B. Bank capital securities (IG). Seeing as spreads of financial capital instruments are still trading wide of their historical norms, it appears that the scars of the 2023 bank failures have not fully healed in the minds of investors. This we believe is an opportunity for savvy investors, noting that (a) surpluses in the corporate sector likely means fewer bad debt provisions are needed, while (b) the possibility of curve-steepening implies that high net interest margins can be maintained even in the face of rate cuts. Even so, many European banks maintain adequate capital buffers against regulatory requirements, which means that the sector remains in good health. However, we wish to highlight that more small bank failures could be ahead of us, given their concentrated exposure to the commercial real estate (CRE) sector. Investors should be selective, focusing on large banks that are solid IG names, with a preference for those with a diverse set of franchises across retail, institutional, and wealth businesses.

C. US Mortgage-backed Securities (MBS). We would be remiss not to mention one of the largest asset classes in the US bond market – agency MBS. Strong households would not default on their mortgages. Moreover, prepayment risk has declined as most US homeowners refinanced their mortgages in the low rates years of 2020-2021. At present, more than three-quarters of the index has coupon rates below 3.5%; homeowners would unlikely prepay these mortgages given the prevailing rates of c.7%. Even so, MBS spreads are trading at some of their cheapest levels in history, likely due to (a) the Fed running off their MBS holdings under QT, and (b) peripheral concerns on commercial MBS given the weakness in the CRE sector. We believe agency MBS to be the sweet spot, given their government backing and precedence as a Fed policy toolkit in times of severe distress.

Where we are cautious. Just as worthwhile is the endeavour to highlight where we see the most prominent credit risks in this dichotomy. As previously mentioned, sectors most sensitive to high rates would bear the brunt of monetary tightening. These include:

A. Junk-rated issuers. The strength of the private sector ultimately lies on a spectrum, and companies with weak balance sheets or interest coverage are unlikely to survive a higher-for-longer rates environment. HY issuers have much shorter-duration issuances, and the need to refinance over the next few years may present a stepwise shock to interest burdens, of which there are likely to be casualties.

B. Issuers in leverage-reliant sectors (Utilities, REITs). Similarly, issuers that have relied on higher leverage to improve equity returns under an era of lower interest rates would find their business models compromised in this new era. The structural weakness in the CRE space is symptomatic of this strain, where borrowers are more in the posture of asset disposal to shore up balance sheets than seeing debt-funded acquisitions.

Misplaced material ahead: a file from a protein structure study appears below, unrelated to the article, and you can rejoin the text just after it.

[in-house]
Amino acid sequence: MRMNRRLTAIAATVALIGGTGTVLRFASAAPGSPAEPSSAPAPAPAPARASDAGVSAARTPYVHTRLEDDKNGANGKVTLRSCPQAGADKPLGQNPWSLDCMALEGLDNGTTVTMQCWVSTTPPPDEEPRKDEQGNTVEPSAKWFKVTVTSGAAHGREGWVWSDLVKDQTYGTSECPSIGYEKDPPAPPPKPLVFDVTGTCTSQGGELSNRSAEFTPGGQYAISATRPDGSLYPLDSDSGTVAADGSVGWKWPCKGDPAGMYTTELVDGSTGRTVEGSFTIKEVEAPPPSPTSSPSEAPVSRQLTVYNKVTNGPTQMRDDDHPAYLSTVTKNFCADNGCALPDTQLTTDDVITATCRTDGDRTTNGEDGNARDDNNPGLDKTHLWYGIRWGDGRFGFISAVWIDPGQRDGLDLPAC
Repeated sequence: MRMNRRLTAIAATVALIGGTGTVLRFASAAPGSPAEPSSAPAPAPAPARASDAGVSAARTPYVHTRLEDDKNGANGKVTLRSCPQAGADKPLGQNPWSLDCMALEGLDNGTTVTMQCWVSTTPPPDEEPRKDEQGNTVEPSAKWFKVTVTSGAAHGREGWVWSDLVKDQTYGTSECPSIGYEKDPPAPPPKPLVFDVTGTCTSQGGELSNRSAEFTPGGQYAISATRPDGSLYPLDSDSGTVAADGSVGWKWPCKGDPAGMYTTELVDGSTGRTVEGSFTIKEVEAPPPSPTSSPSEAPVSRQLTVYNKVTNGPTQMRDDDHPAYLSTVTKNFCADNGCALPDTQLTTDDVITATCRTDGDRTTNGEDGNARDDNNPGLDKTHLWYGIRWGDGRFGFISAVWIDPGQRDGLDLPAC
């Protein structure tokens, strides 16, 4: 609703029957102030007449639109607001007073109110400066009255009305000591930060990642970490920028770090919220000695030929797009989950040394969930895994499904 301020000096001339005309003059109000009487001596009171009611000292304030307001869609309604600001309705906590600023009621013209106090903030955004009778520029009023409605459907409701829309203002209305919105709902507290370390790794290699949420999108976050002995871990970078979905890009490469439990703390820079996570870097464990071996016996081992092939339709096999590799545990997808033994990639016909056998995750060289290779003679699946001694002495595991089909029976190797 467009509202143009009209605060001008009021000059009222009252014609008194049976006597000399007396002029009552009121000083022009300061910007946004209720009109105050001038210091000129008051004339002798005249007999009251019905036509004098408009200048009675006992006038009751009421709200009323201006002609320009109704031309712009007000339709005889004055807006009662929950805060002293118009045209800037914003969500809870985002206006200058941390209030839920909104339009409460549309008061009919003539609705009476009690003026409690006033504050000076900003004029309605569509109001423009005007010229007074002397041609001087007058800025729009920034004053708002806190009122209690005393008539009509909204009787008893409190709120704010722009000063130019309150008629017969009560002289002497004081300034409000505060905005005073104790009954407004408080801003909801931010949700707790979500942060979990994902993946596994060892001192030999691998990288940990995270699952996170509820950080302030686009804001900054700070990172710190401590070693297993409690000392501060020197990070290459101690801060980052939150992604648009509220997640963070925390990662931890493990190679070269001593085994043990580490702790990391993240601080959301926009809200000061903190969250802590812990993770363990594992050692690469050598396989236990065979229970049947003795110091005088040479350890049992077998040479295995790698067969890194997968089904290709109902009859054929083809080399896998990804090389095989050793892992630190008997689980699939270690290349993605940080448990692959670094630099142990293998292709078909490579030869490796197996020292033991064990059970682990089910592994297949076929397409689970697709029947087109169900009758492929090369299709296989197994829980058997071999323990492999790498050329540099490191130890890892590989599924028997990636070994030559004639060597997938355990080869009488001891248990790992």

C. Long duration bonds. The temptation, as always, is to take position in the bonds that have the highest beta to lower rates in a cutting cycle – long duration. Yet, bond investors need to be aware of certain technicalities regarding the financial plumbing around QT and Treasury issuances to make more informed decisions regarding this matter.

QT had a “shock absorber”. Banking system liquidity had remained unscathed since the start of QT in mid-2022 largely due to the presence of the Fed’s reverse repo facility (RRP), which shielded systemic liquidity from drawdown. This we believe has supported the functioning of Treasury markets thus far. This RRP facility is set to be drained by June 2024, and unless the Fed tapers QT, bank reserves could rapidly decline after, affecting systemic liquidity. We are cognizant that the 2019 repo crisis was caused by reserve balances dropping below viable levels in the previous QT cycle.

The Treasury has indirectly influenced monetary policy. Traditionally, the US Treasury had funded its deficits through the issuance of less than 20% of treasury debt in short-duration bills and the balance in long-duration notes and bonds. Since 2023 however, total Treasury issuances for bills are beyond the norm – a strange outcome considering that an inverted yield curve means shorter-duration bills are more costly than longer-duration bonds and notes. As such, the increased duration risk that QT supplies has been nullified by the reduced duration risk through Treasury issuances. This is unlikely to proceed further, given that bills as a proportion of total debt are reaching their recommended upper limits.

Our short-duration strategy remains relevant today. We had recommended a 3-5Y sweet spot for duration since 2022 noting this dichotomy of fiscal expansion/monetary contraction. Investors who have navigated the choppy waters of interest rate volatility since then would have recognised very similar returns with much less volatility. The Liquid+ strategy of even shorter-duration, high quality fixed income also fared relatively well in this regard. Given that this fiscal-monetary dichotomy remains at play, we find no compelling reason to take long-duration risk even at the brink of a cutting cycle.

In summary, bond investors should remain positive on the asset class, but be selective with risks. Make no mistake, the high starting yields in bonds today are indicative of strong future returns. However, investors should remain cautious with junk-rated debt and duration risk. Opportunities are aplenty with IG credit, financial capital instruments, and MBS. The sweet spot remains with A/BBB credit, although selective candidates in the BB+ segment could become rising stars given the strength in the private sector. The 3-5Y duration bucket remains the best position against yield volatility and curve steepening under a regime of fiscal dominance.